We moved to D.C. in August, and with a transfer from a city like New York to a city like Washington, D.C., comes (perhaps) a greater level of awareness—at least, of governmental regulation. Every day, I am surrounded by the architecture of great minds (and great buildings), and every day I think more about the intersections and the mutual exclusiveness of alcohol beverage and food regulation. After becoming associated with a food and beverage law firm, my daily deductions swerved from wine to an immediate indulgence of food (and beverage).
Since starting my work here, I deal a lot with food issues, and I am grateful for the opportunity to do so. Becoming conversant with both food and alcohol regulations means noticing the differences of each—how each are defined and how each are regulated. The Food and Drug Administration (“FDA”) regulates food in the United States and the Alcohol and Tobacco Tax and Trade Bureau (“TTB”) regulates alcohol beverages in the United States. Plainly put, the aforesaid seems uncomplicated and clear, but in practice, the lines separating alcohol beverages and food can be controversial.
One of the areas of wine and food law of utmost interest to me is the clear difference in labeling. Very generally speaking, TTB has jurisdiction over the labeling of wine containing 7.0% alcohol by volume or greater (e.g., table wine, dessert wine, etc.) while the FDA has labeling jurisdiction over wines containing less than 7.0% alcohol by volume. (Again, this is a generalization; low-volume alcohols are still required to maintain certain requirements stipulated by TTB, and certain wines, depending on the context, may be required to comply with FDA labeling regulations.)
Perhaps one of the clearest differences between FDA labeling and TTB labeling is the requirement that food labels (as regulated by FDA) contain nutrition fact panels and ingredient statements. Two pieces that remain absent from the labels of most wines are the nutrition facts panel and the ingredients statement. And the question posed by this is simple: why not? With the increased trend of consumer awareness and the desire to know how many calories are present in items consumed, the exact ingredient contents, and various nutrition information, why are nutrition fact panels and ingredient statements not found on the labels of most alcohol? (See Alcohol Industry Grapples with Nutrition Labeling.)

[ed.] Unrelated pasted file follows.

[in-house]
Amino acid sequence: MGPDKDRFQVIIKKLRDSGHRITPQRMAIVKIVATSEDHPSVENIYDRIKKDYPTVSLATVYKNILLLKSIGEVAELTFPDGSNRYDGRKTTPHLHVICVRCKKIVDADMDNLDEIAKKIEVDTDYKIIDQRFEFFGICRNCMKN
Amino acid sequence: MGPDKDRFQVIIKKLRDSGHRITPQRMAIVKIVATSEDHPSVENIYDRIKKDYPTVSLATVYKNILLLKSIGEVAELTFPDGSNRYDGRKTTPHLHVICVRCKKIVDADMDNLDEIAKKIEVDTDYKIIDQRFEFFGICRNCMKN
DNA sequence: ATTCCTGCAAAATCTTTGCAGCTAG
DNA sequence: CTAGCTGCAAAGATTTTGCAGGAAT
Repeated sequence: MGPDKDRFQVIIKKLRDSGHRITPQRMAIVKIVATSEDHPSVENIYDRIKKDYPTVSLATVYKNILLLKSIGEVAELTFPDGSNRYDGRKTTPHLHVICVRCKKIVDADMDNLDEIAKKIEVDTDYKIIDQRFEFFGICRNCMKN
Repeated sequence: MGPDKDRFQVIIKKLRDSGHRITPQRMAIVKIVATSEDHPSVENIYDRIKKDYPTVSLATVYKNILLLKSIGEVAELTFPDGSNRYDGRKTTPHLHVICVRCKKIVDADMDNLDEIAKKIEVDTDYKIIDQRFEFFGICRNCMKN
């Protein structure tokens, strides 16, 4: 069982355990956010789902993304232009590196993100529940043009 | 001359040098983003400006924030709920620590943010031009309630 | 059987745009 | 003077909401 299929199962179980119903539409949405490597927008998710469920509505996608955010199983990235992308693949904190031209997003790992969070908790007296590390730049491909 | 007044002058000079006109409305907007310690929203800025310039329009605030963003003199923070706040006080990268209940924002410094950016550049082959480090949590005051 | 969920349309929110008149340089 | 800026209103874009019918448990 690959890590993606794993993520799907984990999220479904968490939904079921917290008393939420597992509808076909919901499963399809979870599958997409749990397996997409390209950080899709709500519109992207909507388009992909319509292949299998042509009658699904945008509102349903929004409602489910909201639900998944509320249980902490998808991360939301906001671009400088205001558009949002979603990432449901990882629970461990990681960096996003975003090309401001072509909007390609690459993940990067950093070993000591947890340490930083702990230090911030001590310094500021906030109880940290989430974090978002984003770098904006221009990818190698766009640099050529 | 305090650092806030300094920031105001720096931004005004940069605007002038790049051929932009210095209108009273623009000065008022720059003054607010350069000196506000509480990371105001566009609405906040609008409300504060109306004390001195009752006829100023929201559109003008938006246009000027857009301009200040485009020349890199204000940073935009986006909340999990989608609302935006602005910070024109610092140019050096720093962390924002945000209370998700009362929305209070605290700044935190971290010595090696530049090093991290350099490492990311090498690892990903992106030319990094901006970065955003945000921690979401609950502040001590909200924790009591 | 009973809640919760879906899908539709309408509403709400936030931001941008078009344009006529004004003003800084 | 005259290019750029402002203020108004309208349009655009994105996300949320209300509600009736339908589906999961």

While history suggests that TTB (and its predecessor agency, ATF) contemplated requiring nutrition fact panels on alcohol beverages, no measures in furtherance of securing a nutrition fact panel or ingredients list have occurred. (See TTB Issues Ruling on Use of Caloric and Carbohydrate Claims in Advertising and Labeling in Alcoholic Beverages; see also TTB Proposed “Serving Facts” Label and Alcohol Content Statement on All Beverage Alcohol Labels.) In part, this may be due to lack of consumer interest or concern. More so, the impact on the industry may be extremely costly; for wines, wineries could face the requirement of having every vintage and variety to be analyzed for proper nutrition facts and content. Of course, doing so would increase the cost of producing a wine. Perhaps the alternative is to consider an allowance for a more generalized analysis, as opposed to analyzing every vintage and every variety.
But with products like Skinnygirl, purporting “lower calories” and seemingly attractive to calorie-conscious consumers, on the market, one wonders if the lack of a nutrition facts panel and ingredients statement is proper. On a food label under the jurisdiction of FDA, there are regulations from the agency indicating how and in what contexts certain claims (like “low calories”) can be used. (This is not to indicate that TTB does not have similar–products like Skinnygirl do proclaim calorie count and other nutrient counts like fat, but the format is not of a nutrition facts panel nor do such declarations include all nutrients found on a typical nutrition facts panel.) But forget products like Skinnygirl for a moment–aren’t consumers entitled to know what is in any beverage product, even if no “low calorie” claims are made? Such alcohol beverage products are even less likely to disclose items like calorie count and fat. Is this right? Are we living in a time where there is an increased desire for consumer knowledge on food and beverage products, not excluding alcohol beverage labels?
While the full nutrition facts panel that appears on foods many not be ideal on alcohol beverage labels (for sizing, formatting, cost, and aesthetic reasons), one might still ponder why the TTB is yet to require at least a basic nutrition label and ingredients statement on all products under its jurisdiction. But maybe a more appropriate question is as follows: should the nutrition facts and ingredients be a consideration when a consumer purchases an alcohol beverage (and has such ever really been of concern to most alcohol consumers)?
Photograph property of Lindsey A. Zahn